# The SuperH-3, part 8: Bit shifting Raymond Chen

The bit shifting operations are fairly straightforward.

```    ; arithmetic (signed) shifts
SHAL Rn         ; Rn <<= 1, T = the bit shifted out
SHAR Rn         ; Rn >>= 1, T = the bit shifted out

; logical (unsigned) shifts
SHLL Rn         ; Rn <<= 1, T = the bit shifted out
SHLR Rn         ; Rn >>= 1, T = the bit shifted out
SHLL2 Rn        ; Rn <<= 2
SHLR2 Rn        ; Rn >>= 2
SHLL8 Rn        ; Rn <<= 8
SHLR8 Rn        ; Rn >>= 8
SHLL16 Rn       ; Rn <<= 16
SHLR16 Rn       ; Rn >>= 16
```

You cannot shift by arbitrary constant amounts. Only certain fixed values are permitted. If you want to shift left by, say, 9, you’ll have to construct it from a `SHLL8` and a `SHLL`.

Note also that `SHAL` and `SHLL` are functionally equivalent. But they have different encodings, so the designers burned an opcode for a redundant operation.

There are no “large shift” options for right shifts. You can perform multiple one-bit shifts, or use a variable shift:

```    SHAD Rm, Rn     ; if Rm > 0: Rn <<= (31 & Rm)
; if Rm = 0: nop
; if Rm < 0: Rn >>= (31 & -Rm), signed

SHLD Rm, Rn     ; if Rm > 0: Rn <<= (31 & Rm)
; if Rm = 0: nop
; if Rm < 0: Rn >>= (31 & -Rm), unsigned
```

Note that these shift instructions shift both left and right, depending on the sign of the shift amount. If you want to shift right by an amount in a register, you therefore need to negate the value, and then shift left.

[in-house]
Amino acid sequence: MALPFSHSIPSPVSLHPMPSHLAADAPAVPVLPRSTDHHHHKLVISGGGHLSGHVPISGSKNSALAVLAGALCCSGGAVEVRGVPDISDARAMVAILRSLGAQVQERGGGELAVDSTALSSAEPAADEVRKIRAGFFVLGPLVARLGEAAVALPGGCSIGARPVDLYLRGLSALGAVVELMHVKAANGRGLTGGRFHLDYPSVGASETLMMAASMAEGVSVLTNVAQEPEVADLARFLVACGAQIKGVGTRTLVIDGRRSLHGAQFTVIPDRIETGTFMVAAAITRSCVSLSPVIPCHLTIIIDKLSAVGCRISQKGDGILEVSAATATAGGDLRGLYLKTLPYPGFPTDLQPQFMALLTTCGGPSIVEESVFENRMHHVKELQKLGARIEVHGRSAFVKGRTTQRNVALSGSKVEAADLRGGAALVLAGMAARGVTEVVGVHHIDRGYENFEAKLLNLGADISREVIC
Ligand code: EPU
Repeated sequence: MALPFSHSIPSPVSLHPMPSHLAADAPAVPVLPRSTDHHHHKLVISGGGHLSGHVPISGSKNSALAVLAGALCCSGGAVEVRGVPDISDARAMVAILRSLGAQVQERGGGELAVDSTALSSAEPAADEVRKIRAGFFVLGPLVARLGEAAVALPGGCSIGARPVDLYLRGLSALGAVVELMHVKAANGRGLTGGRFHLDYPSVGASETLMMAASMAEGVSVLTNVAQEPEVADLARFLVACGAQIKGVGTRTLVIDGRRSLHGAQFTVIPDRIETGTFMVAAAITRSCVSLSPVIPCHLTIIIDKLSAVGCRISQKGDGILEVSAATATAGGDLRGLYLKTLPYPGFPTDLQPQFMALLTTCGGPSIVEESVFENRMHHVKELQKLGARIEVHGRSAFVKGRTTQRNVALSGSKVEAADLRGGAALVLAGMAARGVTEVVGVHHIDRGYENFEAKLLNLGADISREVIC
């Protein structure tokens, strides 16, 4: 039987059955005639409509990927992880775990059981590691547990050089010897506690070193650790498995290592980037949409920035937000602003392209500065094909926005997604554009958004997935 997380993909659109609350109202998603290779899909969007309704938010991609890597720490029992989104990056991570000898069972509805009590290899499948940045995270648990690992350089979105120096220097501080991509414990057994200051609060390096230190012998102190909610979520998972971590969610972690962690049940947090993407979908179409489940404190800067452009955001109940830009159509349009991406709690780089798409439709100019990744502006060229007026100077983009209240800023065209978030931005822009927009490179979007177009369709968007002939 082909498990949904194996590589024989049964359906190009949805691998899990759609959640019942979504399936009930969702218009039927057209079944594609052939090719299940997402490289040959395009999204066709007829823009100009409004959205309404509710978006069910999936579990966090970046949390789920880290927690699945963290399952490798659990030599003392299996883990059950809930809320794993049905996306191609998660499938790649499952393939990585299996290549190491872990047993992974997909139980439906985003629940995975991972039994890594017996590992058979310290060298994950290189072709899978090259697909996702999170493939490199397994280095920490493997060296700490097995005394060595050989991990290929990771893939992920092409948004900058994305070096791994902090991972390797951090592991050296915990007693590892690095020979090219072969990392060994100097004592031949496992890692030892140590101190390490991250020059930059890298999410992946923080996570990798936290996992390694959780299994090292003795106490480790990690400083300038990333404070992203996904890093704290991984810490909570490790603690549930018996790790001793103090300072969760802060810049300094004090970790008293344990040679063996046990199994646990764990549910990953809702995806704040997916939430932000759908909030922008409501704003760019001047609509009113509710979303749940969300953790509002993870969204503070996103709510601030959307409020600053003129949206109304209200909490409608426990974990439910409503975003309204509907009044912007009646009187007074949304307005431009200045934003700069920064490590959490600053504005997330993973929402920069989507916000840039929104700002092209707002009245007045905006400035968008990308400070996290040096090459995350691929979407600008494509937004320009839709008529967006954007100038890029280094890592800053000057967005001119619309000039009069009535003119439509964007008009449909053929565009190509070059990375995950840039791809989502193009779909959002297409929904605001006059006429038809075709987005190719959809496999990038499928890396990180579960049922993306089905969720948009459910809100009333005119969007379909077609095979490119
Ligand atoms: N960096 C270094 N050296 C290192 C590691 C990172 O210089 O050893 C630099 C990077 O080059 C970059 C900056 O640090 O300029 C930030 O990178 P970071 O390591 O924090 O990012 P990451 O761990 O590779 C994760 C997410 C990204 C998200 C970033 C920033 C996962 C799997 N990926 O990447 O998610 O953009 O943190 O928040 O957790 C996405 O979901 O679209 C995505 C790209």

Finally, we have rotation.

```    ROTL Rn        ; rotate left, T contains carried-out bit
ROTR Rn        ; rotate right, T contains carried-out bit
ROTCL Rn       ; 33-bit rotate through T
ROTCR Rn       ; 33-bit rotate through T
```

The rotation instructions rotate either a 32-bit or 33-bit value by one position. For the 32-bit rotations, the bit that rotated off the end is copied to T. For the 33-bit rotations, the T flag acts as the 33rd bit.

We saw earlier that there is no `NEGV` instruction. To detect overflow from a negation, you just have to check for the value `0x80000000` directly. Here’s the shortest sequence I could come up with:

```    ; branch if Rn equals 0x80000000
rotl Rn        ; rotate left one bit
dt   Rn        ; decrement and test for zero
bt   underflow ; Y: underflow occurred
```

The result of the `DT` is zero if the previous value was 1, and the previous value was 1 if the original value was `0x80000000`.

This is a destructive operation, so do it in a scratch register. You should have one available, since it’s the source register for the `NEGV` you were checking.

• •